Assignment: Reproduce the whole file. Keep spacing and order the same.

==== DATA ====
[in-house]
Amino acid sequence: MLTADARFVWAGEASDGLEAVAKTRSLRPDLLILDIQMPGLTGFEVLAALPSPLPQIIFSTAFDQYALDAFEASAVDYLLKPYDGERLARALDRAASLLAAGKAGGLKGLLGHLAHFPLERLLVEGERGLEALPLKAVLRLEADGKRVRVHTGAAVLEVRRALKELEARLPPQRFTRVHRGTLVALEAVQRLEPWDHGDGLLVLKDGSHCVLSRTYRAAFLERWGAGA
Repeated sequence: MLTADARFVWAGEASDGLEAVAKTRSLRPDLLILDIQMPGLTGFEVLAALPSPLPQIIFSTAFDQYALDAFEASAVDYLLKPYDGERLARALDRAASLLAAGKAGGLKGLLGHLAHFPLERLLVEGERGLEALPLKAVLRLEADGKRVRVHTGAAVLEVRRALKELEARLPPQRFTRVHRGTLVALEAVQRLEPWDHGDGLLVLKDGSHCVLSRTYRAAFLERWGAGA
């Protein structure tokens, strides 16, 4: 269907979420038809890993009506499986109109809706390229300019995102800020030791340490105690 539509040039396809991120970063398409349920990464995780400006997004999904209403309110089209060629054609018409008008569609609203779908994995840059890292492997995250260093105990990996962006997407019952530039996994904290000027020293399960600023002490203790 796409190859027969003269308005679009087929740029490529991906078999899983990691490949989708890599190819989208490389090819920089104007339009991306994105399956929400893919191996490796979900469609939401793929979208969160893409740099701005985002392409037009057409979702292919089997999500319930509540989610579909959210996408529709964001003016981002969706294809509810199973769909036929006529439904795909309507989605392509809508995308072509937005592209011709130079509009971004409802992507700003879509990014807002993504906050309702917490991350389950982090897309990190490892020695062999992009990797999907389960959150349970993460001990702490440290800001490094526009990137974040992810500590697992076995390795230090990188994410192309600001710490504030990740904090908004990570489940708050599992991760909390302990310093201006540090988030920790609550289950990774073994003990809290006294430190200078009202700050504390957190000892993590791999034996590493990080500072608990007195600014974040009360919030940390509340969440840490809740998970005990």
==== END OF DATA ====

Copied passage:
[in-house]
Amino acid sequence: MLTADARFVWAGEASDGLEAVAKTRSLRPDLLILDIQMPGLTGFEVLAALPSPLPQIIFSTAFDQYALDAFEASAVDYLLKPYDGERLARALDRAASLLAAGKAGGLKGLLGHLAHFPLERLLVEGERGLEALPLKAVLRLEADGKRVRVHTGAAVLEVRRALKELEARLPPQRFTRVHRGTLVALEAVQRLEPWDHGDGLLVLKDGSHCVLSRTYRAAFLERWGAGA
Repeated sequence: MLTADARFVWAGEASDGLEAVAKTRSLRPDLLILDIQMPGLTGFEVLAALPSPLPQIIFSTAFDQYALDAFEASAVDYLLKPYDGERLARALDRAASLLAAGKAGGLKGLLGHLAHFPLERLLVEGERGLEALPLKAVLRLEADGKRVRVHTGAAVLEVRRALKELEARLPPQRFTRVHRGTLVALEAVQRLEPWDHGDGLLVLKDGSHCVLSRTYRAAFLERWGAGA
């Protein structure tokens, strides 16, 4: 269907979420038809890993009506499986109109809706390229300019995102800020030791340490105690 539509040039396809991120970063398409349920990464995780400006997004999904209403309110089209060629054609018409008008569609609203779908994995840059890292492997995250260093105990990996962006997407019952530039996994904290000027020293399960600023002490203790 796409190859027969003269308005679009087929740029490529991906078999899983990691490949989708890599190819989208490389090819920089104007339009991306994105399956929400893919191996490796979900469609939401793929979208969160893409740099701005985002392409037009057409979702292919089997999500319930509540989610579909959210996408529709964001003016981002969706294809509810199973769909036929006529439904795909309507989605392509809508995308072509937005592209011709130079509009971004409802992507700003879509990014807002993504906050309702917490991350389950982090897309990190490892020695062999992009990797999907389960959150349970993460001990702490440290800001490094526009990137974040992810500590697992076995390795230090990188994410192309600001710490504030990740904090908004990570489940708050599992991760909390302990310093201006540090988030920790609550289950990774073994003990809290006294430190200078009202700050504390957190000892993590791999034996590493990080500072608990007195600014974040009360919030940390509340969440840490809740998970005990």